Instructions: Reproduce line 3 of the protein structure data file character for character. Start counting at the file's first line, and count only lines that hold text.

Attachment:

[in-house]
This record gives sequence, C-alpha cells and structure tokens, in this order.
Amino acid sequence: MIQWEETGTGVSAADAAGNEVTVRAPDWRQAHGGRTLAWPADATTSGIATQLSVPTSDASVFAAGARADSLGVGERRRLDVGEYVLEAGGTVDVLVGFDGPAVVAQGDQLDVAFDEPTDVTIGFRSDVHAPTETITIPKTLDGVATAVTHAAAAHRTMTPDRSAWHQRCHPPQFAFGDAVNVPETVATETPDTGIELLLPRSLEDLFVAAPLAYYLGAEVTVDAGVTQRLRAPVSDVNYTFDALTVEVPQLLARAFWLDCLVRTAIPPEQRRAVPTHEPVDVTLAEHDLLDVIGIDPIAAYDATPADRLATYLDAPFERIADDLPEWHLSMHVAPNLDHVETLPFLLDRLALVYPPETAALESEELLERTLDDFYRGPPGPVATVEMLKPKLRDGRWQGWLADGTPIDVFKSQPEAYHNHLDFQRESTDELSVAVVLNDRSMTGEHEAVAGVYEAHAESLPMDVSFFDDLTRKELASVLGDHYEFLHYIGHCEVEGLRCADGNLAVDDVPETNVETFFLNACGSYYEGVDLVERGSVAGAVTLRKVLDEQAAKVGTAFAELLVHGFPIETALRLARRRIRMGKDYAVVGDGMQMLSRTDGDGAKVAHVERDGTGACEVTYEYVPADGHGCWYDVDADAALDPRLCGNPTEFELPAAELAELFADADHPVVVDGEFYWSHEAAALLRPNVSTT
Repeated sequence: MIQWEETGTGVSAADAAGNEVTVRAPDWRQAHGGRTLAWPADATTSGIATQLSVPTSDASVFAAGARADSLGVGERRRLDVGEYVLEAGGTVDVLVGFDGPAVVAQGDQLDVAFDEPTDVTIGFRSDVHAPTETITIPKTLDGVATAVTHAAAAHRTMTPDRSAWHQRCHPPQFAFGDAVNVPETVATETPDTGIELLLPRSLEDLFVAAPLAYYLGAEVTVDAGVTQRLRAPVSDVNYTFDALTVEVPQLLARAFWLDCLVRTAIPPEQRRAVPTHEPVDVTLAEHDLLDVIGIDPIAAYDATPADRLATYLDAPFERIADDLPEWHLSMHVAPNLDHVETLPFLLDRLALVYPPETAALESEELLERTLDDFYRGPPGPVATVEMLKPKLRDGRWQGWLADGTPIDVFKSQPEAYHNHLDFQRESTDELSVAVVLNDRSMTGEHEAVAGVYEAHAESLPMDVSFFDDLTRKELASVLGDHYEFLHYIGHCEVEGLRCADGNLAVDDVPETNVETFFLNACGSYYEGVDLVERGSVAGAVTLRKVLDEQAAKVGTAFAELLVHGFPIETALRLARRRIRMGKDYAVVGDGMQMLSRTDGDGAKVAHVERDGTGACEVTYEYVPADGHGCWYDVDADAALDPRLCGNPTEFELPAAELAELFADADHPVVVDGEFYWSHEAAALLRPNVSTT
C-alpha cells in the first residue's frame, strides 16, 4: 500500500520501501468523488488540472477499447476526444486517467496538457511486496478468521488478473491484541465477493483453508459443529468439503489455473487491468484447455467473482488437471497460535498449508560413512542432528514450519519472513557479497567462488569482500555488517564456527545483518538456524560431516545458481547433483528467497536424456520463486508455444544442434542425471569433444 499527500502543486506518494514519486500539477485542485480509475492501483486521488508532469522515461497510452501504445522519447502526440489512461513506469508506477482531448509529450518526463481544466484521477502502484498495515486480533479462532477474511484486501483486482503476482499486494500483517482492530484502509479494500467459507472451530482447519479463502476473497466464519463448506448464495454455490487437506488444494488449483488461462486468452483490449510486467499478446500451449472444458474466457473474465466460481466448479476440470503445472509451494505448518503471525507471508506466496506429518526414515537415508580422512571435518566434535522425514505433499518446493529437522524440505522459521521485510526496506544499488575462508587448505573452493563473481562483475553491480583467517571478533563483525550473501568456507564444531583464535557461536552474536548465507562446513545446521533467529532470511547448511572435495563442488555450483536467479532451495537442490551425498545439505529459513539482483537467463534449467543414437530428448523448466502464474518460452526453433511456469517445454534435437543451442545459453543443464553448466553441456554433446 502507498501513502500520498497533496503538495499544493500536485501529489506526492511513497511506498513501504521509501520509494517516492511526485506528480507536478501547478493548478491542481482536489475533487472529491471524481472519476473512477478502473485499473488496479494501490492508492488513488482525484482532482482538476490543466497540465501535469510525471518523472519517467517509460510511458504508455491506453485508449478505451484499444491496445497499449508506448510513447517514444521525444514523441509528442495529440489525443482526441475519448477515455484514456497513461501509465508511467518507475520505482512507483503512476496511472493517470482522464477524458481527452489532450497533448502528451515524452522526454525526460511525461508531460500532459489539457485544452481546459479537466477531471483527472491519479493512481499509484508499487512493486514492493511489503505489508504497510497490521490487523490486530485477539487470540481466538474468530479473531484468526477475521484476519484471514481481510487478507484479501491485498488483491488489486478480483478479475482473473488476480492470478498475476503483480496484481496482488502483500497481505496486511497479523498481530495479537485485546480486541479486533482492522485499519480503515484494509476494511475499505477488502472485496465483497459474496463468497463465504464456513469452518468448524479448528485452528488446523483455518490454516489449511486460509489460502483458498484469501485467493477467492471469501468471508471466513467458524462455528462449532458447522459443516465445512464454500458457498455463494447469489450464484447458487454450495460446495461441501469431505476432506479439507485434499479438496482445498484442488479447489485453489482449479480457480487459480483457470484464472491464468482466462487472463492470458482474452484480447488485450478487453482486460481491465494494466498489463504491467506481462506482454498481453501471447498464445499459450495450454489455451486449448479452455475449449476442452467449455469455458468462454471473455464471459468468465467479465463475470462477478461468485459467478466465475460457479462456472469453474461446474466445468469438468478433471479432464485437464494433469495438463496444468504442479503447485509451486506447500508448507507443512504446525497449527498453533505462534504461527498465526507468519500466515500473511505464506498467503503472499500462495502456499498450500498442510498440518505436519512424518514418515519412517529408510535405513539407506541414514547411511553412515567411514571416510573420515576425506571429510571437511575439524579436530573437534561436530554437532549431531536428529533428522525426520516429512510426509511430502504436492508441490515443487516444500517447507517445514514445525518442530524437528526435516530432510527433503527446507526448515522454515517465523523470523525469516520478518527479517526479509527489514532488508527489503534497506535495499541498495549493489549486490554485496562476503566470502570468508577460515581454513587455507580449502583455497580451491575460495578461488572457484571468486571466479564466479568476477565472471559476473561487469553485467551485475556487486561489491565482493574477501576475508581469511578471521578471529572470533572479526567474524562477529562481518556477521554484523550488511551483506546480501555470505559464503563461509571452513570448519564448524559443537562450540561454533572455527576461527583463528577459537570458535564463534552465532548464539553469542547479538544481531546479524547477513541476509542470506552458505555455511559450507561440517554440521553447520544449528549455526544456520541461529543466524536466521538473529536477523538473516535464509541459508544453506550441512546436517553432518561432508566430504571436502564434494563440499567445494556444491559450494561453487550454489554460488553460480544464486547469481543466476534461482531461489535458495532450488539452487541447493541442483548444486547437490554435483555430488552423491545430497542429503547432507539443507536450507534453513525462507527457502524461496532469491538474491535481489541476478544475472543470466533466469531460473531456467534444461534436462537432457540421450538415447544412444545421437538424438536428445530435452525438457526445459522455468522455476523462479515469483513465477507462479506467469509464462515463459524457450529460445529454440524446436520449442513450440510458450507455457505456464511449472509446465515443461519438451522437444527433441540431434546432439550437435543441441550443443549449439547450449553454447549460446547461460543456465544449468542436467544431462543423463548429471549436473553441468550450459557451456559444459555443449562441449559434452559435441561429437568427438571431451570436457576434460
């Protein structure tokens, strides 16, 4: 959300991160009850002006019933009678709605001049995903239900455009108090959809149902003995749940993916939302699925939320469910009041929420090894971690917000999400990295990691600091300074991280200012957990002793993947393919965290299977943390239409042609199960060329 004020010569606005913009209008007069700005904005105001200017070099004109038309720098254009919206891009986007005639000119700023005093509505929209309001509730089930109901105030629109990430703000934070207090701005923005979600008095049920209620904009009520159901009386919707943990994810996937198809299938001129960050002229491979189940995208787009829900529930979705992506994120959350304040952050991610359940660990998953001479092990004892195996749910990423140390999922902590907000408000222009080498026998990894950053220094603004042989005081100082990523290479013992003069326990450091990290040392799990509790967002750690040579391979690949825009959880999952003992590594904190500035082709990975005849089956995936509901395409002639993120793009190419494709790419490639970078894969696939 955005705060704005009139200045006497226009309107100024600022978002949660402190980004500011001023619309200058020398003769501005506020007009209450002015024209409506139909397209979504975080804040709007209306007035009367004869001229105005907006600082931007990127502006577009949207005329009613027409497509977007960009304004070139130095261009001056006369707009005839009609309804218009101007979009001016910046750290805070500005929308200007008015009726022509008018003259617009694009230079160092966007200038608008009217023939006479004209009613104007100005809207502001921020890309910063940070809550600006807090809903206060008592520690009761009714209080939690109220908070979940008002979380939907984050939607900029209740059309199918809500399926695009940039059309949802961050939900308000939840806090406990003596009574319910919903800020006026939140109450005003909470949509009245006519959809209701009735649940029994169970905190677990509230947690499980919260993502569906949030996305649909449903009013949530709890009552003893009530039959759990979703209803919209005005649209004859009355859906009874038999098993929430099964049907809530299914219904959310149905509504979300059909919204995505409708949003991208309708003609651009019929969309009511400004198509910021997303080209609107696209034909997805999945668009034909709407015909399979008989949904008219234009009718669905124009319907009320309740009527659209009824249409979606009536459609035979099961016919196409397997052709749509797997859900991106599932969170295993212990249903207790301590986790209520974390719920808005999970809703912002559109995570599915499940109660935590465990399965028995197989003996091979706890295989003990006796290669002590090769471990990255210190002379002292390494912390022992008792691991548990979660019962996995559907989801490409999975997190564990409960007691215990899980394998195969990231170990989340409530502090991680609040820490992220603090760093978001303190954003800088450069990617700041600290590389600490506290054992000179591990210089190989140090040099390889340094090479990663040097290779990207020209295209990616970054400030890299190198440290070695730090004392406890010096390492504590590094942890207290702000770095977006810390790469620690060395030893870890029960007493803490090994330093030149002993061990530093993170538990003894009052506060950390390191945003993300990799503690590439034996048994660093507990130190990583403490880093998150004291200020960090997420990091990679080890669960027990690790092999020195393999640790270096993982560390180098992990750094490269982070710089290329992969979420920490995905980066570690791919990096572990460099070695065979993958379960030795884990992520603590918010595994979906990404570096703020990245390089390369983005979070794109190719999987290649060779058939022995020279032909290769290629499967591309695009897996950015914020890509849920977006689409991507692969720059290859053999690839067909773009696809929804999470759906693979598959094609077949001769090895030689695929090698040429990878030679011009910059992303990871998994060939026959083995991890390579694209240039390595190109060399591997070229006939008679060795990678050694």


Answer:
Amino acid sequence: MIQWEETGTGVSAADAAGNEVTVRAPDWRQAHGGRTLAWPADATTSGIATQLSVPTSDASVFAAGARADSLGVGERRRLDVGEYVLEAGGTVDVLVGFDGPAVVAQGDQLDVAFDEPTDVTIGFRSDVHAPTETITIPKTLDGVATAVTHAAAAHRTMTPDRSAWHQRCHPPQFAFGDAVNVPETVATETPDTGIELLLPRSLEDLFVAAPLAYYLGAEVTVDAGVTQRLRAPVSDVNYTFDALTVEVPQLLARAFWLDCLVRTAIPPEQRRAVPTHEPVDVTLAEHDLLDVIGIDPIAAYDATPADRLATYLDAPFERIADDLPEWHLSMHVAPNLDHVETLPFLLDRLALVYPPETAALESEELLERTLDDFYRGPPGPVATVEMLKPKLRDGRWQGWLADGTPIDVFKSQPEAYHNHLDFQRESTDELSVAVVLNDRSMTGEHEAVAGVYEAHAESLPMDVSFFDDLTRKELASVLGDHYEFLHYIGHCEVEGLRCADGNLAVDDVPETNVETFFLNACGSYYEGVDLVERGSVAGAVTLRKVLDEQAAKVGTAFAELLVHGFPIETALRLARRRIRMGKDYAVVGDGMQMLSRTDGDGAKVAHVERDGTGACEVTYEYVPADGHGCWYDVDADAALDPRLCGNPTEFELPAAELAELFADADHPVVVDGEFYWSHEAAALLRPNVSTT